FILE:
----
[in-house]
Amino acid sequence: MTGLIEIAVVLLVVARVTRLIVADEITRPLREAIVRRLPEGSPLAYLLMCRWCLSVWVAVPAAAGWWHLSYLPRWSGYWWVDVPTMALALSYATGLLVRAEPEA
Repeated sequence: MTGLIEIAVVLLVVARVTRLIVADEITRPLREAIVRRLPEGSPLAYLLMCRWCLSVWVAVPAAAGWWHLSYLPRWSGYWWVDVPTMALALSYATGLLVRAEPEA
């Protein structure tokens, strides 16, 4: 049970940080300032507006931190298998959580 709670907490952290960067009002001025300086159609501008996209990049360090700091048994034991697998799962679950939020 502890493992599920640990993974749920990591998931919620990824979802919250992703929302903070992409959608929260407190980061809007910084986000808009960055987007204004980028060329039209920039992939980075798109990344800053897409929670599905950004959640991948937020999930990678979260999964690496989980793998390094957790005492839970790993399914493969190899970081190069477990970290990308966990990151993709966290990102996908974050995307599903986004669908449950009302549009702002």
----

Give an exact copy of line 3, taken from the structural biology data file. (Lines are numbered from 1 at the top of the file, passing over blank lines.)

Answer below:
Repeated sequence: MTGLIEIAVVLLVVARVTRLIVADEITRPLREAIVRRLPEGSPLAYLLMCRWCLSVWVAVPAAAGWWHLSYLPRWSGYWWVDVPTMALALSYATGLLVRAEPEA